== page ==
INTERVIEW: The Mooch: ‘Relax — none of us are getting out of here alive’

(Illustration by Luis Grañena)
Updated 03 December 2019

INTERVIEW: The Mooch: ‘Relax — none of us are getting out of here alive’

  • Anthony Scaramucci discusses Saudi Arabia’s global image and why he will not abandon his campaign against Trump

You cannot publish everything Anthony Scaramucci tells you. I’ve had conversations with him several times on recent visits to the Middle East where he has offered views — for example, on the state of health of the president of the US — that would not make it into a family newspaper on grounds of taste, or legality, or both.

Fortunately, what you can publish is more than enough to make a decent interview, so it was with a sense of expectation that I started a phone call with the hedge fund manager and communications adviser to President Donald Trump, whom many call “The Mooch.” I was not disappointed.

He wanted to talk first about the forthcoming forum he is staging in the UAE capital Abu Dhabi, the SALT Conference, named after his financial business Skybridge, which he said is “one of the joys of my life.”

The event has been going since 2009, with a must-attend annual gathering in Las Vegas, Nevada as its flagship event. But this is the first time it has come to the Middle East. It was a choice between Saudi Arabia and the UAE, he said, and he went for Abu Dhabi because it is “a little more open,” he explained.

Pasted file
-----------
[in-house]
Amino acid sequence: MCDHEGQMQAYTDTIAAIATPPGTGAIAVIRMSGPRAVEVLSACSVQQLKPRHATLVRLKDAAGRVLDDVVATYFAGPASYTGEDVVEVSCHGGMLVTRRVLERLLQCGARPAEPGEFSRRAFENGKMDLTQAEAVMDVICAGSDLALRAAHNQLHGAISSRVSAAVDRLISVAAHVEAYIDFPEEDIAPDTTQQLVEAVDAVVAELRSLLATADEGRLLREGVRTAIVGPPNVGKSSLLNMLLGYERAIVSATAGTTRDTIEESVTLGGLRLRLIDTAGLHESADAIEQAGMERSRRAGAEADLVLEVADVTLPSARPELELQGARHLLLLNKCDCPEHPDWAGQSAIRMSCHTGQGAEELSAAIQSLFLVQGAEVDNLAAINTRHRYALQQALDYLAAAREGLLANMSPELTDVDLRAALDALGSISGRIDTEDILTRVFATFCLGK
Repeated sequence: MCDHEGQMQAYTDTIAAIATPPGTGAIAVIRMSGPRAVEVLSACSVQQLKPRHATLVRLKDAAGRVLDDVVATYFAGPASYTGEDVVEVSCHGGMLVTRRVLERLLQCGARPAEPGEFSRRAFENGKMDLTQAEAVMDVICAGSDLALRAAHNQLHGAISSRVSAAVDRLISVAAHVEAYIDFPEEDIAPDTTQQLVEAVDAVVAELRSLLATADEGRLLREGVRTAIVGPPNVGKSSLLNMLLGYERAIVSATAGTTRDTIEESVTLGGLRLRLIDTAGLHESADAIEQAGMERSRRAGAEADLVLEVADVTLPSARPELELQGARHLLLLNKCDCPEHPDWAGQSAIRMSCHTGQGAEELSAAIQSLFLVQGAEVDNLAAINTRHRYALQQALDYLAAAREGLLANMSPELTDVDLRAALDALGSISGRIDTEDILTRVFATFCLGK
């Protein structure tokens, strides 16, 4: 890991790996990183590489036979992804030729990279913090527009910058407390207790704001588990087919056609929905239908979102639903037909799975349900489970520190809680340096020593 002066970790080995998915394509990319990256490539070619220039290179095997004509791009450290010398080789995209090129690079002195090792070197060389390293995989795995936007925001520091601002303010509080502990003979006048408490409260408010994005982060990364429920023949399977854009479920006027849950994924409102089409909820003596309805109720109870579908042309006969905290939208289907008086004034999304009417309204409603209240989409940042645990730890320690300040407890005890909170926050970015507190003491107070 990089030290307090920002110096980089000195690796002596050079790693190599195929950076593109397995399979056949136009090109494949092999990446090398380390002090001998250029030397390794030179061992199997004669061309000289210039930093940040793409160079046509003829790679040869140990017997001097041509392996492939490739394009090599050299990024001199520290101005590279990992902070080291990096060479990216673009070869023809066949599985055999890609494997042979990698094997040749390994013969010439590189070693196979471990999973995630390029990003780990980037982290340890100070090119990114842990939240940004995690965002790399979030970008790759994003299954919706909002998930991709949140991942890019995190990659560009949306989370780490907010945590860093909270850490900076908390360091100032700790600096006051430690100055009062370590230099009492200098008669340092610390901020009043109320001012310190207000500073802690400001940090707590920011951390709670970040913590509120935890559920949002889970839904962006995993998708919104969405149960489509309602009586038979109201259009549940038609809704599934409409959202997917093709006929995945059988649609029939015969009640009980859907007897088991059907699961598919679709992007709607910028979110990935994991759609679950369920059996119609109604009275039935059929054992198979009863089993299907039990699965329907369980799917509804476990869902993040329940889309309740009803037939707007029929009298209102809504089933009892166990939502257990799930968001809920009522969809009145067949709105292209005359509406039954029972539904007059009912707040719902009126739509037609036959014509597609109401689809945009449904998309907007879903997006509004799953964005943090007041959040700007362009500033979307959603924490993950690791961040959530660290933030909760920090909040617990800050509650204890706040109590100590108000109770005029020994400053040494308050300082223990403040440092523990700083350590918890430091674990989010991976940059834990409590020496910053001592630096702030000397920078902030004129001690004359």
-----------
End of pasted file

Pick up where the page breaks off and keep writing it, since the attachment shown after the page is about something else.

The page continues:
“I know Saudi Arabia is in the process of opening, but Abu Dhabi was the most collaborative of the places we considered. We’ve been able to mix our DNA with theirs to make a blended version,” he said.

Scaramucci was especially impressed with Ahmed Al-Sayegh, the executive chairman of the Abu Dhabi Global Market where the SALT event will be held. “He’s my guy. He’s the guy I want to do business with,” he said.


BIO

BORN: Long Island, NY, 1964.

EDUCATION:

  • Paul D Schreiber Senior High School.
  • BA in economics Tuft’s University
  • Doctor of Jurisprudence, Harvard Law School.

 

CAREER:

  • Investment banker, Goldman Sachs.
  • Co-founder, Oscar Capital Management.
  • Lehman Brothers.
  • Founder and managing partner, Skybridge.

 


With the SALT plug over, we talked more about the Middle East. He has been coming to the region since 2005, when he started doing investment business for some big Saudi investors, and only Yemen remains on the list of places he has not visited. His most recent trip was to the Future Investment Initiative (FII) in Riyadh.